• InfinityPrimo - August 24, 2011 4:19 a.m.

    I have to say as I got older (27) finishing games wasn't so important. Also I have my own money now which means I can buy whatever the heck I want. Which means more games, less time to finish them. When I was younger getting a new game was an EPIC EVENT, now getting a game is like adding to a collection of post WWII stamps (I have them and I just get them because). Its not a waste of money as some would say, its called dividing your time between work, family (if you have one), Social life (for me dance, music, design), and most importantly Females (they are their own genre, yes). So I can relate as time has shown me more important avenues than JUST video games (I still love them though)
  • Craza - August 23, 2011 10:22 p.m.

    The games I usually don't end up finishing are the open-ended RPG's with lots of side quests and the RPG's that are impossible to defeat unless you grind levels for a few hours straight. Oblivion is a huuuuuuge one for me. I feel bad for not finishing it. To be honest, I've only got 1/3 of the way through it before I got so side-tracked with side quests (Har har) that I could never get back to the main quest. THEEEEEN, I lost all my Xbox data and had to start over. I did, but now I just find the game dull. I can't get back into it. Never finished Morrowind, but I got really close. I stopped playing because I was concentrating on my laptop which was having issues. The games that require you level up to a certain level to even have a remote chance of defeating a boss always get to me too. Tales of Symphonia, Last Remnant, a couple of the Final Fantasys, Enchanted Arms, etc. are all games I haven't finished because I would go through the game, get stuck in a dungeon or on a boss, couldn't level up any more, and would have no way to defeat it. The only game I've finished that was like this was Blue Dragon, and that's because I had gotten stuck on a boss that I couldn't beat but had a save from a few hours back to go and level up so I could redo the dungeon. That was a pain, but I didn't have to start ALL over, like I've had to with many others. This is why I LOVED Eternal Sonata (Which I'm playing through again, actually). You could more or less continue on your path without fighting the same monsters over and over again to level up, and still finish the game without getting stuck. I did level up a bit before I had to fight the final boss, but the whole game before had been easy enough that I didn't need to grind for hours. And I really liked that. I wanted to play through the whole game. I mean, if I wanted to grind levels, I would play an MMO. But, just because the game has a lot of meat to it doesn't mean I'm prone to not finishing it. I've played through Ocarina of Time, Twilight Princess, Windwaker, Sudeki, Saboteur, and many others more than once. The Zelda games alone, I've probably played through dozens of times. It just depends on the game and how much it pisses me off, I guess. LONG POST IS LONG.
  • quincytheodore - August 23, 2011 10:05 p.m.

    Wow, it's such a waste of money, to buy or rent a game without finishing it. I have about 130 games over 3-4 years owning X360, finished more than half of them. Some I didn't, mainly because: - It's fighting, racing game etc - It crashed - It sucked so bad.. (only a handful of these)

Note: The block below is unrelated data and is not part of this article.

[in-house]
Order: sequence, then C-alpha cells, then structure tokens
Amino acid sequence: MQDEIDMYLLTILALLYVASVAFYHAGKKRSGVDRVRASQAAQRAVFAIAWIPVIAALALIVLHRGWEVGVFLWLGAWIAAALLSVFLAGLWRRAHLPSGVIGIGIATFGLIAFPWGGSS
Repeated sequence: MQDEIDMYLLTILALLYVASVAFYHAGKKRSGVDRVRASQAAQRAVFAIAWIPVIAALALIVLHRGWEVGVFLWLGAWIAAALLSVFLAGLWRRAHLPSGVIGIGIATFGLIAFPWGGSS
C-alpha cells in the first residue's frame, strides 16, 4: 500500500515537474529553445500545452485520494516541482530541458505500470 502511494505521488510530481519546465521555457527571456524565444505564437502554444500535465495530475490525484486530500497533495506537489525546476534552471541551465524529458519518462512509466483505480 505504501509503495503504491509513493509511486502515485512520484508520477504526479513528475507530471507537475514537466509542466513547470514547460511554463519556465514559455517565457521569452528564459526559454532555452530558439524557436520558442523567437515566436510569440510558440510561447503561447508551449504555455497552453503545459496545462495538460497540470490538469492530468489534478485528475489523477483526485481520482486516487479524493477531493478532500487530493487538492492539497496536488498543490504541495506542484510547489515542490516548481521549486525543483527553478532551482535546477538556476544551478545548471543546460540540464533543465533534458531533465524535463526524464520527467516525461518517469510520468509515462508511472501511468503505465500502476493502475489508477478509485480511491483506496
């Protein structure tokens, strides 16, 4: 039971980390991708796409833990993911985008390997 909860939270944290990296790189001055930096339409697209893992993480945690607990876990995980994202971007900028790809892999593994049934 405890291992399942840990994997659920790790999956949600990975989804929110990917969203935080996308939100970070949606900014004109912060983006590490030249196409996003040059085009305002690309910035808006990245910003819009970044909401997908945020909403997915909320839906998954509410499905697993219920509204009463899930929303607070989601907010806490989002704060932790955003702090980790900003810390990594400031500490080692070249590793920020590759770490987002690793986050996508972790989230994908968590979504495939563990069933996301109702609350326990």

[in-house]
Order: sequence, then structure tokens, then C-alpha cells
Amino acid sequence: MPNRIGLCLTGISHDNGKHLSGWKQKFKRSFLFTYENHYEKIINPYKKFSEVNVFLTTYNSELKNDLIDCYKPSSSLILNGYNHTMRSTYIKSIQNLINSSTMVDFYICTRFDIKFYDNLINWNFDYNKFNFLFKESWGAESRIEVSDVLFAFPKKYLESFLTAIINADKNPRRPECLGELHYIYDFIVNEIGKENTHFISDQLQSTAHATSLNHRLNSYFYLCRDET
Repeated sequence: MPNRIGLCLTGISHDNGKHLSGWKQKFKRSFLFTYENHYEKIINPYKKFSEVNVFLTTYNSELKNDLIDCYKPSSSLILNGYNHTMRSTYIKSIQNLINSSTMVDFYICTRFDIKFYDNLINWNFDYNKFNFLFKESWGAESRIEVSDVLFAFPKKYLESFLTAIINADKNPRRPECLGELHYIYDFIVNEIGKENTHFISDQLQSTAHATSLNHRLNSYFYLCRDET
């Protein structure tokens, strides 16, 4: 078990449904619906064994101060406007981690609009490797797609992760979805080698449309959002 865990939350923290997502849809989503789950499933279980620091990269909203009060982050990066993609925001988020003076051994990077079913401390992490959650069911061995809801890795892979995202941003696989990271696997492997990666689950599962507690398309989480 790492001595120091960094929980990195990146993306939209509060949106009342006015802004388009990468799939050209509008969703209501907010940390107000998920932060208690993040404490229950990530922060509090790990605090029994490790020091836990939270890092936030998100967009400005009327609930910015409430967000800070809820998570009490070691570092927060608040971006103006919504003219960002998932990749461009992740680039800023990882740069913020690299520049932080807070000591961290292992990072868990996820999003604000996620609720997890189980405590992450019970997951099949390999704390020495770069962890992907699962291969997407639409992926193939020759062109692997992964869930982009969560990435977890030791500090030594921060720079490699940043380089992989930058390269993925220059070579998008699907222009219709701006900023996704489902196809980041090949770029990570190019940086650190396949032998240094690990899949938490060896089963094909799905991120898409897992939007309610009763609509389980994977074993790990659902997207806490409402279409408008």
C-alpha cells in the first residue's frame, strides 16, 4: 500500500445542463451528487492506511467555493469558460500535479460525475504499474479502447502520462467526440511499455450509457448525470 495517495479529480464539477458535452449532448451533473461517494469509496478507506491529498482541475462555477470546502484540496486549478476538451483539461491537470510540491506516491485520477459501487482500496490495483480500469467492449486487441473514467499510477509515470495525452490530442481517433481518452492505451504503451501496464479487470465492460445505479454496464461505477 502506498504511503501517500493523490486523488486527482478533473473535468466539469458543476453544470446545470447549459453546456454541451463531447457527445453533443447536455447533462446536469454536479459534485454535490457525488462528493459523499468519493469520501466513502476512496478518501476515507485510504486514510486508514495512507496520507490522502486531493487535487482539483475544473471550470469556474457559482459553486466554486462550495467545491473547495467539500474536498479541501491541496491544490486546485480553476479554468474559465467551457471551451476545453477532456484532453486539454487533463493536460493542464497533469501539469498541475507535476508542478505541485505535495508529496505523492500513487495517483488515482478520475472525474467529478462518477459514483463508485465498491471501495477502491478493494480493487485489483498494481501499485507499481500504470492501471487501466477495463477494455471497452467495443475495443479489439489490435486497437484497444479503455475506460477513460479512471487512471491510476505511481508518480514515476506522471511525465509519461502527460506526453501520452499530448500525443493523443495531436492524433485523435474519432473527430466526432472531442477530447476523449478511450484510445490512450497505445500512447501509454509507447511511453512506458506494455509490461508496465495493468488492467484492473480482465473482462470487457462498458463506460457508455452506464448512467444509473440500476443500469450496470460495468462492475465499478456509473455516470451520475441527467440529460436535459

• NanoElite666 - August 23, 2011 9:44 p.m.

    I can happily say that I usually tend to finish most of the games I start. It may take me a while in some cases (for example, I bought Pokemon Diamond towards the end of '08 and only in the past couple of weeks managed to beat the Elite Four for the first time), but leaving games unfinished bugs me and I will try my damnedest to get through them at least once.
  • spencertucksen - August 23, 2011 9:07 p.m.

    I think RDR is a tough example to use. It is a lengthy game, and the REAL final mission is more hidden than anything. So, unless they're talking about the....uhm.....you know, ending, it doesn't surprise me that a lot of people didn't get to finish it.
  • NubberzTheHedgehog - August 23, 2011 8:45 p.m.

    RDR isn't a good game to use for that statistic. I didn't even know about the ACTUAL final mission until one of my friends told me. Since I didn't enjoy RDR that much I am really surprised that I saw it through to the end.
  • joerevs300 - August 23, 2011 8:41 p.m.

    Everyone has different motivations when it comes to games. A lot of it comes down to the core experience. But I can sum up what this is saying like this... - If you're big into accomplishments (Xbox 360) or trophies (PS3), I think you are FAR more likely to see a game through to completion. - If you're someone, however, that has ADHD, little free time on your hands, etc. you're going to start playing a game and maybe get tired of it, buy a NEW game, and then ANOTHER new game comes out, and before long you've got a bunch of games that are 1/3 completed. For example, I have exactly ONE platinum trophy, and that's Blur (Which is a RARE thing, I can assure you). Why did I platinum that game? Well, as someone who was once 39th in the world on the PS3, I figured it simply made sense to platinum to back it up. Some of those took me 50-60 tries to get specific events (namely, "get all primary lights on Hard difficulty"). But when I DID finish it, it was quite the adrenaline rush. And here's another: So many trophies are put out there that simply will be impossible for 99.9% of most gamers. There are ones on Dirt 3 I KNOW I have no chance in hell of getting LOL FFXIII is another example of an incredibly hard platinum. I remember the joys of renting a game for 2 days and trying to "speed run" through and beat them (I tried that with FFVI (FFIII, SNES), and I ALWAYS ******* died at the burning house LOL Those days are simply gone with most games.